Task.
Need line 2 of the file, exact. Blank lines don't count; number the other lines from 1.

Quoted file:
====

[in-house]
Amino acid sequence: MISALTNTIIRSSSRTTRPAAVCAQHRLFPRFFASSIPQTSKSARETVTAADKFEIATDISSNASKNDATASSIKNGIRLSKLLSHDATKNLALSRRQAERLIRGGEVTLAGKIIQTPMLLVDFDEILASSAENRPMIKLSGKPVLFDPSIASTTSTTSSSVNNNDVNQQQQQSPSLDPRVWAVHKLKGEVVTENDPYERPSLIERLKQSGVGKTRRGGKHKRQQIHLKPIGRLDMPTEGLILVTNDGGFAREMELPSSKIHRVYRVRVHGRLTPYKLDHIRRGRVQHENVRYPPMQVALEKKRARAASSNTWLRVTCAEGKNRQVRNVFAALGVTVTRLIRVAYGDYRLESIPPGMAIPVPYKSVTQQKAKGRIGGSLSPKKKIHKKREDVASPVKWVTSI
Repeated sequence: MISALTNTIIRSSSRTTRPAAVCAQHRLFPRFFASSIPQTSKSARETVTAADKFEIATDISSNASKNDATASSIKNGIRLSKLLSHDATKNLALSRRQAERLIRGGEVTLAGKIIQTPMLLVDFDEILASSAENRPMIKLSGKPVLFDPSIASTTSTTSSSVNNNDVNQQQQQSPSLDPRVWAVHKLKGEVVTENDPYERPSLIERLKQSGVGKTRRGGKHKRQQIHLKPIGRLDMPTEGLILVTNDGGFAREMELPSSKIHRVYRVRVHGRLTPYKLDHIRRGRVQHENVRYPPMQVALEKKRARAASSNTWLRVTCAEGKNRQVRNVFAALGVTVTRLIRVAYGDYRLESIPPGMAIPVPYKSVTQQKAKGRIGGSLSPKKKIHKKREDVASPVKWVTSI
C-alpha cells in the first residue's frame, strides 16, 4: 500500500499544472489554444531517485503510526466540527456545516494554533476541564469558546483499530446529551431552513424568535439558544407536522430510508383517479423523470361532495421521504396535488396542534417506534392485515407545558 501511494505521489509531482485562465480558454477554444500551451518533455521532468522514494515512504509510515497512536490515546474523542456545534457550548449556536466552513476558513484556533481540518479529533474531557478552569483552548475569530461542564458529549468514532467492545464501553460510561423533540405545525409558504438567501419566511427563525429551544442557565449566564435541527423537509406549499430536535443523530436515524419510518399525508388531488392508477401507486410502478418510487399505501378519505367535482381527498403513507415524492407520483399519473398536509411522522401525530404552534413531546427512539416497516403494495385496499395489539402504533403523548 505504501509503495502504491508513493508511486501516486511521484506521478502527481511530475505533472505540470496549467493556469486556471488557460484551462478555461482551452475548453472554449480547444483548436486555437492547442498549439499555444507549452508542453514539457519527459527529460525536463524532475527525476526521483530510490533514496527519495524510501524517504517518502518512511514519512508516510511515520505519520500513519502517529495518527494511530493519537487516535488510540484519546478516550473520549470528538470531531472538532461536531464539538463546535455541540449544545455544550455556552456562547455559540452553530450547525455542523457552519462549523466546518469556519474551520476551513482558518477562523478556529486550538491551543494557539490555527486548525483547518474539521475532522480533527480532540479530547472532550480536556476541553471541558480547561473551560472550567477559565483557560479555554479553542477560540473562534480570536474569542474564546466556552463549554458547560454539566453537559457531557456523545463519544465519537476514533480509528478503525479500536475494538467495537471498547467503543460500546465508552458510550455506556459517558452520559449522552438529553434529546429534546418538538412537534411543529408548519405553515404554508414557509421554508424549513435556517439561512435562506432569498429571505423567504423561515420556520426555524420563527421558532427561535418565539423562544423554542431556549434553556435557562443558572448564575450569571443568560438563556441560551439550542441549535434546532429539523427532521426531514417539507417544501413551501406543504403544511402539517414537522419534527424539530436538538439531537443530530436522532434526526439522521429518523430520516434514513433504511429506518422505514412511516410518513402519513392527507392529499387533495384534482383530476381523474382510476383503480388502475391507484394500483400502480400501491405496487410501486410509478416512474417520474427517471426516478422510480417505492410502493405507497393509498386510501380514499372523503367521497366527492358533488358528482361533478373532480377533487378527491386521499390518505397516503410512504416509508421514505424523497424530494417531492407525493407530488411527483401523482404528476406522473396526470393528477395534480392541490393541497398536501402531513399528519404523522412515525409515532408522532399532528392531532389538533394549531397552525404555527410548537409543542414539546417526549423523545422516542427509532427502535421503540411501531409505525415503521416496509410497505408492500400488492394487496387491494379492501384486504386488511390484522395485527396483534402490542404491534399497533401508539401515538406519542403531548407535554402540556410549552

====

Amino acid sequence: MISALTNTIIRSSSRTTRPAAVCAQHRLFPRFFASSIPQTSKSARETVTAADKFEIATDISSNASKNDATASSIKNGIRLSKLLSHDATKNLALSRRQAERLIRGGEVTLAGKIIQTPMLLVDFDEILASSAENRPMIKLSGKPVLFDPSIASTTSTTSSSVNNNDVNQQQQQSPSLDPRVWAVHKLKGEVVTENDPYERPSLIERLKQSGVGKTRRGGKHKRQQIHLKPIGRLDMPTEGLILVTNDGGFAREMELPSSKIHRVYRVRVHGRLTPYKLDHIRRGRVQHENVRYPPMQVALEKKRARAASSNTWLRVTCAEGKNRQVRNVFAALGVTVTRLIRVAYGDYRLESIPPGMAIPVPYKSVTQQKAKGRIGGSLSPKKKIHKKREDVASPVKWVTSI